The Lead Sept. 7, 2022: There was plenty of maroon for Uvalde; Schreiner welcomes a record class

It's a full day of events on The Lead, including the Grand Opening of Kerr County's third Whataburger.

Good morning, Kerr County!

While everywhere west of Texas is baking under record heat, we're seeing reasonably pleasant weather here in the Hill Country for much of the next week. Temperatures will be in the low 90s and under sunny skies. Did we mention pleasant?

On today's The Lead Live!

Fitch Estate Sales' Rachel Fitch will join us today for the latest in what's going on with her businesses, her observations about the community and the prospect of welcoming a new grandbaby. On a programming note, the Kerr Economic Development Corp. Executive Director Gil Salinas joins us Thursday to update us on the regional economy.

Today's newsletter is sponsored by KPUB

Mark your calendar for Public Power Week Oct. 2-8, and the Bucket Truck Rides.


The Kerrville Public Utility Board (KPUB) is hosting a family-friendly event to meet our heroes in hardhats while we celebrate Public Power Week!

Please mark your calendars for Saturday, October 8, from 10 a.m.-1 p.m., to join us in Louise Hays Park for a free community event!

This will be a free community event with family-friendly activities that will include taking a ride in one of KPUB’s bucket trucks, arc & spark demos, line worker tool displays, photo ops with our linemen, face painting and more.

KPUB will be providing free hot dogs, chips and refreshments on a first-come, first-served basis, as well as a free t-shirt for the first 100 attendees. For more information:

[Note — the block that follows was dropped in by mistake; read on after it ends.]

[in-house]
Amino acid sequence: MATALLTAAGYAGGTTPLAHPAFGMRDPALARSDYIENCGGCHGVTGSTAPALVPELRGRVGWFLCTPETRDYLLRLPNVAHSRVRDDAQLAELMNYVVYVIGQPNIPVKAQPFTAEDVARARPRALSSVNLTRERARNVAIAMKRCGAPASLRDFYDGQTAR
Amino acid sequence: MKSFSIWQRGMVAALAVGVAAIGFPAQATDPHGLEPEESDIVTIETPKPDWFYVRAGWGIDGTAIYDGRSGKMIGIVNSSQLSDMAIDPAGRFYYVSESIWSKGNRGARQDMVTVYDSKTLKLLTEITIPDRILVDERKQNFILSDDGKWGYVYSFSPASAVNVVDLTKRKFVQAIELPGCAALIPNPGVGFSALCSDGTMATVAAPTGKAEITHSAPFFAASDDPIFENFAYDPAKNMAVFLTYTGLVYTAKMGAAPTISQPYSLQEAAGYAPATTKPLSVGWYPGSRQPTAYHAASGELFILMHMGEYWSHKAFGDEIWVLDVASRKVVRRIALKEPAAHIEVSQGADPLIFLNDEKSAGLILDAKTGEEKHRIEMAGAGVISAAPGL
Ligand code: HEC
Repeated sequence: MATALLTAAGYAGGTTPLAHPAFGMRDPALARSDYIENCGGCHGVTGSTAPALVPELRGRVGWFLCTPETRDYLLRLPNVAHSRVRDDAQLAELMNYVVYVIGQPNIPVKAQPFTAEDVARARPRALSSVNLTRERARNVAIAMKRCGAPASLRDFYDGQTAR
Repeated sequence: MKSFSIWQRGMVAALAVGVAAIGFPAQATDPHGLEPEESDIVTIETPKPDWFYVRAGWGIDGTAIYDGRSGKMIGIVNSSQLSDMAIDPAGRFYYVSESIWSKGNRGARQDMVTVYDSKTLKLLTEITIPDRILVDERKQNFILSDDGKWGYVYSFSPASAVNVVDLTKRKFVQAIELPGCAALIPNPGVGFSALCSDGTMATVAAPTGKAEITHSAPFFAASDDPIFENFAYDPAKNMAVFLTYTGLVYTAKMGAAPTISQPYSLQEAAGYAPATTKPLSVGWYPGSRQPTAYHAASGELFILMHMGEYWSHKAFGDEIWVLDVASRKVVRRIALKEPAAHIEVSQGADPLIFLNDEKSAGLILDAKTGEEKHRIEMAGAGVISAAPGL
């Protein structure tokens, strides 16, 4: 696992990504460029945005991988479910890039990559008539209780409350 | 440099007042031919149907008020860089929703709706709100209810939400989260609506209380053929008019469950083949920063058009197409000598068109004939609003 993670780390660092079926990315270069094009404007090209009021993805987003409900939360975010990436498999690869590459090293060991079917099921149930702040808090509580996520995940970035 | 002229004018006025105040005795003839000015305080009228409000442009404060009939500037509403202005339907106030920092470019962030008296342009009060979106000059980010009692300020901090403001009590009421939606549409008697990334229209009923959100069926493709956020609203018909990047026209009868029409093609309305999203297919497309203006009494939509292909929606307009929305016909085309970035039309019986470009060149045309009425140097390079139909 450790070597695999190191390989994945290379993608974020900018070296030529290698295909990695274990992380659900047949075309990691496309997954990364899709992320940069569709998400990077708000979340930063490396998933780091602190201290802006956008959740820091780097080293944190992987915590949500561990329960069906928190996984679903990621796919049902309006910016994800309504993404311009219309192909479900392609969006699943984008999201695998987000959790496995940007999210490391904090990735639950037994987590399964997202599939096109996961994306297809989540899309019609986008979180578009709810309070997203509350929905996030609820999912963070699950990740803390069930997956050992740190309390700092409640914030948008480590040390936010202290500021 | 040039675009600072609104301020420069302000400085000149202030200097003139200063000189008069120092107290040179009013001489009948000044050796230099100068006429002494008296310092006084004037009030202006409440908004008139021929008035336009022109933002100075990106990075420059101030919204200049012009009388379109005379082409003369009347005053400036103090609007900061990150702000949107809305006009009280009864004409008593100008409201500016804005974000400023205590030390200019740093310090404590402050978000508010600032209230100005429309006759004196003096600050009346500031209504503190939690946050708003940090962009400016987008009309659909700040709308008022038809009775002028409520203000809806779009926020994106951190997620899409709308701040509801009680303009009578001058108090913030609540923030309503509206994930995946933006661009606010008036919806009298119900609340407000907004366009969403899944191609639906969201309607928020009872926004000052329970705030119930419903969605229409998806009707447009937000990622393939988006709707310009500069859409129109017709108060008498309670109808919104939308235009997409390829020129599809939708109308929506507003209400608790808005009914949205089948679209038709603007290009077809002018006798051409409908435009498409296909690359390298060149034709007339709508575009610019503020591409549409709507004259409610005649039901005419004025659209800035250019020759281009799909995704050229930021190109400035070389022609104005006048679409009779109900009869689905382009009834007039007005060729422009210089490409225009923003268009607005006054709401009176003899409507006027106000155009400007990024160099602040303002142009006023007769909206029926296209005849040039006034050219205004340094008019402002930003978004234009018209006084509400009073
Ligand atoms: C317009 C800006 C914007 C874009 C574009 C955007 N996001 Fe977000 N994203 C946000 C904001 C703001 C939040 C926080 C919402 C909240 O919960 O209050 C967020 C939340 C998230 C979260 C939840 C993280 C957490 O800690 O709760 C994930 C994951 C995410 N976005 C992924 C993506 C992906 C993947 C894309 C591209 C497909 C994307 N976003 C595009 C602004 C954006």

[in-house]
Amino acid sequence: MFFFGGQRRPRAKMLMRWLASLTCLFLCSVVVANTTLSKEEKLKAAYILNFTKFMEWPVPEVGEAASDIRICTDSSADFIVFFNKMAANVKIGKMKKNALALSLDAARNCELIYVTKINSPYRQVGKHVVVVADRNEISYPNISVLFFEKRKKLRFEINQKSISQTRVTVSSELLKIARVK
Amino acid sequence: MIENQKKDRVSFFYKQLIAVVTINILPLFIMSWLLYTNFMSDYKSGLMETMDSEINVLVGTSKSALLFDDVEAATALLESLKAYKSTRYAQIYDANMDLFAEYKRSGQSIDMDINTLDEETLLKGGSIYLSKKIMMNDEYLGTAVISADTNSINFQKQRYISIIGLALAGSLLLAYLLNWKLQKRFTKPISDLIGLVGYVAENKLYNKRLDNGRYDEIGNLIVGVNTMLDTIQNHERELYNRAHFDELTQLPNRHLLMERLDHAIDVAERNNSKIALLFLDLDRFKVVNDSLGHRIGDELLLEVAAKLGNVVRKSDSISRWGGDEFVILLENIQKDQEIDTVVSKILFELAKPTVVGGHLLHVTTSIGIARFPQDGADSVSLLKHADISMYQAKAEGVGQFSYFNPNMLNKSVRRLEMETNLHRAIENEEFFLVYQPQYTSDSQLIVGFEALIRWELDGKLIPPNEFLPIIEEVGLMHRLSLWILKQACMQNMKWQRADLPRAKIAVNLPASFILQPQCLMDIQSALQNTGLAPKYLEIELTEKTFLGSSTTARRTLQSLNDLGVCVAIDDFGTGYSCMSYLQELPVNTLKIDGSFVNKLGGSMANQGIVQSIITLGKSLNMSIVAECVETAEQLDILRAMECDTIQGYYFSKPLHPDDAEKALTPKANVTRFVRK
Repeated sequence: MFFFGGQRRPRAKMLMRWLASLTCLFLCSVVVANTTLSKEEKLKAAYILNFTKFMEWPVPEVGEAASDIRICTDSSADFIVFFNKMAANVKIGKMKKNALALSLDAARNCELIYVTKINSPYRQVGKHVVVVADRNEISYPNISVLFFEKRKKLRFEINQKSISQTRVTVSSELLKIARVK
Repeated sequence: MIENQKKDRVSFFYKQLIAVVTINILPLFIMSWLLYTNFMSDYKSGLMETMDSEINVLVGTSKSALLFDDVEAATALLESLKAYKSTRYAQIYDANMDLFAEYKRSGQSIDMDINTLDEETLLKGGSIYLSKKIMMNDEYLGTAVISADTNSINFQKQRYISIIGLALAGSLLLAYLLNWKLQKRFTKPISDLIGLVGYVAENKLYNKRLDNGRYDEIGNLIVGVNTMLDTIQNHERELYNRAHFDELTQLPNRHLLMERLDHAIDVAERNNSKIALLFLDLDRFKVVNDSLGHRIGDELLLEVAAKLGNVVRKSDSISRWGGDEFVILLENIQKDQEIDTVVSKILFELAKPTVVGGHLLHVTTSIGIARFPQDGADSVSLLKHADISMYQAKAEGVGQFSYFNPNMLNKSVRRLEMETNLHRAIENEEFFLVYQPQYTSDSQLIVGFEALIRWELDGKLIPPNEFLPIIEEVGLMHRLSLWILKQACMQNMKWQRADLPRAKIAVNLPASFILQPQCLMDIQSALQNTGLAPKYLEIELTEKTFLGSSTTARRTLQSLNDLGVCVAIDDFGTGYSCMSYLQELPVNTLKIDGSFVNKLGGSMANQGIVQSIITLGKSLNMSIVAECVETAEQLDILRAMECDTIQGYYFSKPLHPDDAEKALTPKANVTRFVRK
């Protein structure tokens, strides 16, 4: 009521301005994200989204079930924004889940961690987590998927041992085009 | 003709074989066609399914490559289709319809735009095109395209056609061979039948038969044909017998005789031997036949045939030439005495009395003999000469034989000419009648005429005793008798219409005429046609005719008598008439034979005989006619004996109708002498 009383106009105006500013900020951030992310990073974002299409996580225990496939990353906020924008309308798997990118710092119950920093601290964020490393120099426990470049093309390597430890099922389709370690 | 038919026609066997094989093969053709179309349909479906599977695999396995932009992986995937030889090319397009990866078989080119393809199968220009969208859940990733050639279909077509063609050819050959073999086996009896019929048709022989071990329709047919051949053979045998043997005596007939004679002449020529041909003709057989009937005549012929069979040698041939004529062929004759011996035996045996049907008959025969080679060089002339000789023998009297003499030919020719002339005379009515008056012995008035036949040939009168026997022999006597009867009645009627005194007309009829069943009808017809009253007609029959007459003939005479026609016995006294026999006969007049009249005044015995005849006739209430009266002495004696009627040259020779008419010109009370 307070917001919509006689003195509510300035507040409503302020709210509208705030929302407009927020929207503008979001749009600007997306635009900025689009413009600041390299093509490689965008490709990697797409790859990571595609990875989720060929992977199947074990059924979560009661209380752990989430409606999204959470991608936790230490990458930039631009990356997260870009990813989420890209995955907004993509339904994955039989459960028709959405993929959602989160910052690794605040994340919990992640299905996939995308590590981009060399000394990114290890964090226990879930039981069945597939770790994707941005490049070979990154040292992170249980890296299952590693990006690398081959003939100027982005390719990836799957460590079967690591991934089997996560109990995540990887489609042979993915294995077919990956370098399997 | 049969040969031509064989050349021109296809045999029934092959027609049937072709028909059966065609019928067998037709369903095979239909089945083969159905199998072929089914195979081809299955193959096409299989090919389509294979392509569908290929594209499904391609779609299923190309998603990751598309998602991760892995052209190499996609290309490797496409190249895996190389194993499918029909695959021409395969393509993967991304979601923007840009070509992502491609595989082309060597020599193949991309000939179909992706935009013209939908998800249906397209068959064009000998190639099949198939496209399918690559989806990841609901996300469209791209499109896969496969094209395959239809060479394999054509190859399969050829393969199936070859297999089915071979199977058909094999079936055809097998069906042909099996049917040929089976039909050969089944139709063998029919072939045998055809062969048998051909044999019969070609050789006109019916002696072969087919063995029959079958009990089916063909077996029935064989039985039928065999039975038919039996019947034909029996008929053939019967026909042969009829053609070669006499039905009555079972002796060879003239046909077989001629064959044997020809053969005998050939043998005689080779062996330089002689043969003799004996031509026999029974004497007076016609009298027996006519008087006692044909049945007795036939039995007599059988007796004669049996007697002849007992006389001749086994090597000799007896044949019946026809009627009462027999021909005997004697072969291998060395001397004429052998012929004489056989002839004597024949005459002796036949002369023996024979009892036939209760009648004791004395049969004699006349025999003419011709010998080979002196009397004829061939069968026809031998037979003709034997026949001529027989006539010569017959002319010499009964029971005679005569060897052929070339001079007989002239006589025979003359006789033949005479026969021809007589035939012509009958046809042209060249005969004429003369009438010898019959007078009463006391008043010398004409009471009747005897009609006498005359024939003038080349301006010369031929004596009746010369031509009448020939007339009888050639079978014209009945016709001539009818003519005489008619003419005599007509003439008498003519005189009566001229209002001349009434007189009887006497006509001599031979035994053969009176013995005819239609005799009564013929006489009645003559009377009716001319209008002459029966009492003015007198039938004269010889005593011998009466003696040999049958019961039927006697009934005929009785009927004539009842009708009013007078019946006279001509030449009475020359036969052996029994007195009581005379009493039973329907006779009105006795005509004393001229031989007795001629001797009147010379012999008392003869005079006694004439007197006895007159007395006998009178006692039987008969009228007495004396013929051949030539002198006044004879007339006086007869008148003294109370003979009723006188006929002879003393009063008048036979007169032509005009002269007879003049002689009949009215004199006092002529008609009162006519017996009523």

Today's events


  • Parkinson's Support Group — Peterson Hospice & Home Health Building, 4-5 p.m. Information: (361) 813-6410 The details: Parkinson's Support Group meets the first Wednesday of each month from 4-5 p.m.

Food and fun

  • Whataburger Grand Opening — Kerrville Whataburger on Memorial Highway, 10 a.m. Information: Kerrville Area Chamber of Commerce The details: Since 1950, Whataburger has proudly served a bigger, better burger. It all started when a young entrepreneur named Harmon Dobson had a bold idea: to serve a burger so big that it took two hands to hold, and so good that after a single bite, customers couldn't help but exclaim, "What a burger!"
  • The Flyin A's — Trailhead Beer Garden at Schreiner University, 7 p.m. Information: The details: The husband-and-wife duo of Hilary Claire and Stuart Adamson—better known as The Flyin' A's — are on the cusp of releasing their fourth independent album. Their latest album, "You Drive Me Crazy," is a top-shelf complement to the pair's engaging, fun, contagiously enjoyable live shows, "You Drive Me Crazy" is right on the money. The album has received critical acclaim.
  • Karaoke — Pier 27 River Lounge and Pizzeria, 8 p.m. Information: (830) 896-7437 The details: Warm up your vocal cords and get ready to sing the night away! If you've never tried karaoke before, you will not regret it.
  • The Pickers Circle — La Escondida 1962, 7 p.m. Information: La Escondida 1962 The details: Anyone can join. Just show up.

Markets and sales

  • Kerr County Produce Market Day — The Big Red Barn, 10 a.m., Information: 830-896-7330 The details: Kerr County Produce Market Day (The Big Red Barn). Local Hill Country wholesale warehouse distributor for the finest fruits and vegetables. Open to the public.
  • Friends of the Library Book Sale — Butt-Holdsworth Memorial Library, 1–3 p.m. Information: The details: Looking for a great read? Or better yet, come down and support the work of Friends of the Library. Maybe find a banned book? That sounds like a fun day to us.

Wine and spirits

  • Wild West Wednesday — Museum of Western Art, 5:30 p.m. Information: The details: Join us and meet the folks from Hill Country Distillery. Hear about their products, try out a sample, and enjoy our latest exhibits.

Art exhibits

  • Kerr Arts Exhibits — Kerr Arts and Cultural Center, 10 a.m. to 4 p.m. Information: The details: Three art exhibits. Paintings by James Crouse, "Images" KACC judged membership show, "Photoquest" a judged exhibit featuring images captured by members of the Kerrville Camera Club. Artists reception August 27th, 1-3 p.m.